In the popular imagination, Mallorca is the archetypal mass tourism resort, one of the world’s pioneers of mass tourism, linking the resources of the Mediterranean to the supply of tourists from northern and western Europe. It is now attempting to better manage the ubiquitous transformational environmental and socio-economic impact of the industry. The book identifies and examines critically the major socio-economic and political forces that have played a significant part in the formation of the industry; the development of tourism as a business and efforts to diversify the tourism product as it move into the uncertainties of the 21st century.
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Mallorca and Tourism
History, Economy and Environment
By R.J. Buswell
Multilingual MattersCopyright © 2011 R.J. Buswell
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An Introduction to Mallorca's Tourism and its Origins
Links between Past and Present?
To many Mallorcan writers on tourism there seems to be a strong connection between the perceptions of early visitors and the development of the modern industry, but, as we argued in the Preface, this link over such a long period of time is somewhat tenuous. In Chapter 4, we shall show that the development of mass tourism in Mallorca in the 1950s was a 'marked change of slope', a 'paradigm shift' in the history of tourism, a 'break with the past', not an evolutionary movement but a step-like change, the result of a government policy deliberately seeking non-tourist macroeconomic objectives tied to the development of the state. This is a somewhat different process from that described by writers such as Walton in their analysis of tourism and holidaymaking in Great Britain, although Barton points to certain similarities (Barton, 2005; Walton, 2002, 2009; Walton & Walvin, 1983). Mass tourism in Mallorca exhibits rather different characteristics from the historical development of seaside holidays in Britain's Blackpool or on Germany's Baltic coast. Nonetheless, early tourism in Mallorca and the relaying of its experiences did form some foundation for later growth. Thomas Cook may have organised tours to Mallorca and cruise liners in the 1930s may have called in at Palma, but there is little evidence from the literature that the British pioneers of mass tourism to the island were aware of, or influenced by, earlier visitors. Barton, however, provides a valuable insight into the role of 'sending' organisations in the 1930s and 1950s before the first wave of mass tourism took off in the late 1950s (Barton, 2004, 2005). Similarly, John Walton has given us a useful study of tourism in one corner of Mallorca in this early period (Walton, 2005).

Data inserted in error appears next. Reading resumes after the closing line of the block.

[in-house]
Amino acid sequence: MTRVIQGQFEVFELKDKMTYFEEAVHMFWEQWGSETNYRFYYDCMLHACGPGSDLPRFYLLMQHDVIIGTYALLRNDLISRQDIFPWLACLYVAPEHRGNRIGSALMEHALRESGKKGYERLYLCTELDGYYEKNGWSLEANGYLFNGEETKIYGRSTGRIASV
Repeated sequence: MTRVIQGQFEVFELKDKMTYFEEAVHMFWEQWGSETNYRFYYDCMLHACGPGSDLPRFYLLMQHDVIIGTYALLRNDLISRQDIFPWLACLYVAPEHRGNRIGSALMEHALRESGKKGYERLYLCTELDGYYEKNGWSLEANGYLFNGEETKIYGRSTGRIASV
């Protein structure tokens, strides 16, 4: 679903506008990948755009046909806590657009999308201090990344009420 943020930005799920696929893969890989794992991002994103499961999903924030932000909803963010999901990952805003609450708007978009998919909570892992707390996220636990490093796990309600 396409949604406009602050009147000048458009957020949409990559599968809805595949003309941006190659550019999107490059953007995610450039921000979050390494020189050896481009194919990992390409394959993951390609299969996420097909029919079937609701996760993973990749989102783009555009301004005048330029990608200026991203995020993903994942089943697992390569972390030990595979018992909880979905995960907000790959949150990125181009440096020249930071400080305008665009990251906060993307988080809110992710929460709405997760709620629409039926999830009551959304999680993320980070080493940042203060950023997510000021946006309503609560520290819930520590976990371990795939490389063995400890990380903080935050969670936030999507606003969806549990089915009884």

However, the processes involved in the historical development of tourism are complex and recently Mallorcan researchers have given considerably more attention to what took place in Mallorca itself before the onset of mass tourism whereas most British writers see its take-off from the mid-1950s. Local researchers point in particular to the significance of domestic Spanish tourists in the 1920s and 1930s, a factor identified by Barke and Towner for mainland Spain and by others, notably Cirer, for Mallorca (Barke & Towner, 1996: 26; Caro Mesquida, 2002; Cirer, 2006, 2009). Chapter 3 will examine this in more detail.
Large-scale tourism – the prime concern of this book – may have its roots partly in pre–Civil War Mallorca itself, but it is our contention that it is mostly a feature of post–Second World War Europe, partly the product of Mallorcan opportunism and partly the product of British – and later German – entrepreneurship. Nonetheless, it is important to have some insight into early visits and visitors to Mallorca before tourism became widely organised commercially.
The Perceptions of Some 19th-Century Visitors from Northern Europe to Mallorca before about 1880